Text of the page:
CIGI’s project on African Regional Conflict Management focuses on African capacity to contain and resolve conflicts, and to build resilience against the outbreak or resurgence of violence. The principal aims of the project will be to understand African regional conflict management capacity, identify gaps and make recommendations to bridge those divides.

Over the past two decades, Africa has seen dozens of conflicts over a variety of issues. A number of these conflicts have been settled, and Africa itself has been very active in setting up institutions and response mechanisms to address these conflicts; however, a number of conflicts remain. While these differ, they do share common elements: there are profound disagreements over the basic vision of what the nation is, struggles over state-society relations and contests over who gets to rule. There is also the risk of rapid expansion of conflict across borders, often creating conditions that promote foreign involvement, whether from neighbours or from non-state actors.

Responding to these conflicts requires concerted action to manage the crises. But it is also necessary to rebuild communities, societies and states torn apart by the conflict, addressing the long-term social and economic impacts. This complex formula requires a multi-faceted approach and the cooperation of many different individuals and institutions. How well are African states and societies coping with these dual challenges? What are the prospects for a multi-faceted, collaborative approach to conflict management in Africa?

In partnership with African institutions, the African Regional Conflict Management initiative will bring together security and conflict management experts from government, academia and civil society to address these questions. The outcome of the project will be a series of policy-relevant publications featuring African experts and analysts.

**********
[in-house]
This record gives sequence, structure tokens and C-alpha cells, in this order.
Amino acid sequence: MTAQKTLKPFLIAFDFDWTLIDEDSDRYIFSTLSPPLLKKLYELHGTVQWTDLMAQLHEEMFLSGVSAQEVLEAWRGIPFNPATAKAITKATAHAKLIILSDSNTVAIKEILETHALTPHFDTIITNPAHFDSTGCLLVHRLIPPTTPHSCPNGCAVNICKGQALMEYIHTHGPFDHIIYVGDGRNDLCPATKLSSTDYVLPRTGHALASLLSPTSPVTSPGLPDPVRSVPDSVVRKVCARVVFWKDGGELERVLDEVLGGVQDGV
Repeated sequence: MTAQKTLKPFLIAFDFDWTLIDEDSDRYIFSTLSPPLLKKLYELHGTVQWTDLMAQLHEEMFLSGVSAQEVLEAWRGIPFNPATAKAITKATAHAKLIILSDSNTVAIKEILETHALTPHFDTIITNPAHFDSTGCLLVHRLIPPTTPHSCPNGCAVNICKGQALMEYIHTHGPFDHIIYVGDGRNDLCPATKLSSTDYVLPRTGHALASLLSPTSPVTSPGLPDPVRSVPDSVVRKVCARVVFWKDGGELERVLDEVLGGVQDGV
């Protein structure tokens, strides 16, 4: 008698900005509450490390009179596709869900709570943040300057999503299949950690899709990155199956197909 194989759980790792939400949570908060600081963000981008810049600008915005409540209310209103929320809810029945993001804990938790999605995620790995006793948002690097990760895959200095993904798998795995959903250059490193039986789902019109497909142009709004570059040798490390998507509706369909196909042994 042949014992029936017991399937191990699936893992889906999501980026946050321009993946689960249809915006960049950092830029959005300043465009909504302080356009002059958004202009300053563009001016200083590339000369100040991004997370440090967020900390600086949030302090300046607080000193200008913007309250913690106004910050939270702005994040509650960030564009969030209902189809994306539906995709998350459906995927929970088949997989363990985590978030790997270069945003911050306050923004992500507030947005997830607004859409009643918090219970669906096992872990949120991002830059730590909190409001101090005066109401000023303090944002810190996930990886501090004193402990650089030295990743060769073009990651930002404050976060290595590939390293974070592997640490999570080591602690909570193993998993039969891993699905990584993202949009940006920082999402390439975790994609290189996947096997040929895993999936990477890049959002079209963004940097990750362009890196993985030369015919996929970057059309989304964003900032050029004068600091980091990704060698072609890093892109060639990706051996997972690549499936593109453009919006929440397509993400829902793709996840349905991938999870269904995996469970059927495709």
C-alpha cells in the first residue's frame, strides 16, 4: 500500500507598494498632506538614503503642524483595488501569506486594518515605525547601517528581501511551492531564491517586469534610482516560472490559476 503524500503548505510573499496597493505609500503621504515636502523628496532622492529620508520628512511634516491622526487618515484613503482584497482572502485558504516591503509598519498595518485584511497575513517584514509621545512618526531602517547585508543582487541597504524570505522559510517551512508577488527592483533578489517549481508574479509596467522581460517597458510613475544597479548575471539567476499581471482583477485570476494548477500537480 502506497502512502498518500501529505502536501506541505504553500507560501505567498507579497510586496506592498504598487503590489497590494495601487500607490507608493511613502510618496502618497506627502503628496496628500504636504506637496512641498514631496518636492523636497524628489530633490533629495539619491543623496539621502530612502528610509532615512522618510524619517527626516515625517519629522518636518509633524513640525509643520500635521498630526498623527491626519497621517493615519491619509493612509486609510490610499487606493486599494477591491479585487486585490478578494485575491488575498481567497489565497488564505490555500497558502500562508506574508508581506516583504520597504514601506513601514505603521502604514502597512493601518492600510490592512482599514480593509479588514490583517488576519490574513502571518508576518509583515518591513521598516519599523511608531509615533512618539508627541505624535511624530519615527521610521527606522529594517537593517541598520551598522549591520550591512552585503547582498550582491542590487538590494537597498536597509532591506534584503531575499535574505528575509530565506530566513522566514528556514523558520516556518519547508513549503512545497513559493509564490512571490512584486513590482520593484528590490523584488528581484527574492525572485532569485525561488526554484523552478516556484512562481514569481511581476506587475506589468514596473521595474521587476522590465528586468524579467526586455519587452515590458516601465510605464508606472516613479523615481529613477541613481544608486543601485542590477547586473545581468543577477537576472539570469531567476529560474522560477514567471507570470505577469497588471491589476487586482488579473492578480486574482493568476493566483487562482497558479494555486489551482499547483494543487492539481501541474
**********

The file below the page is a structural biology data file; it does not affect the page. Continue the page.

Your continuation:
This project's first book, to be edited by CIGI Senior Fellow Pamela Aall and Distinguished Fellow Chester A. Crocker, will address managing African armed conflicts. The following experts will contribute chapters to the book: Kwesi Aning and Lydia Mawuengy Amedzrator, Kofi Annan International Peacekeeping Training Centre; Jakkie Cilliers and Amandine Gnanguênon, Institute for Security Studies; Comfort Ero, International Crisis Group; Chris Fomunyoh, National Democratic Institute; Mulugeta Gebrehiwot, Institute for Peace and Security Studies, Addis Ababa University; Raymond Gilpin, African Center for Security Studies; Gilbert Khadiagala, Witwatersrand University; Meredith McGhie, Alice Nderitu, and Neha Sangrajka, Centre for Humanitarian Dialogue.

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Photo of Simon Palamar

Simon Palamar

Research Fellow, Global Security & Politics

Simon Palamar joined CIGI’s Global Security & Politics Program in 2012. He holds a Ph.D from Carleton University’s Norman Paterson School of International Affairs, an M.A. in global governance from the University of Waterloo, and a B.A. in history and peace and conflict studies.

Photo of Chester A. Crocker

Chester A. Crocker

CIGI Distinguished Fellow

Chester A. Crocker is a distinguished fellow with CIGI’s Global Security & Politics Program, leading a project that examines Africa’s regional conflict management capacity and gaps. He is also the James R. Schlesinger professor of strategic studies at Georgetown University’s Walsh School of Foreign Service.

Photo of Pamela Aall

Pamela Aall

CIGI Senior Fellow

Pamela Aall is a senior fellow with CIGI’s Global Security & Politics Program, leading a project that examines Africa’s regional conflict management capacity and gaps. She is also a senior adviser for conflict prevention and management at the United States Institute of Peace.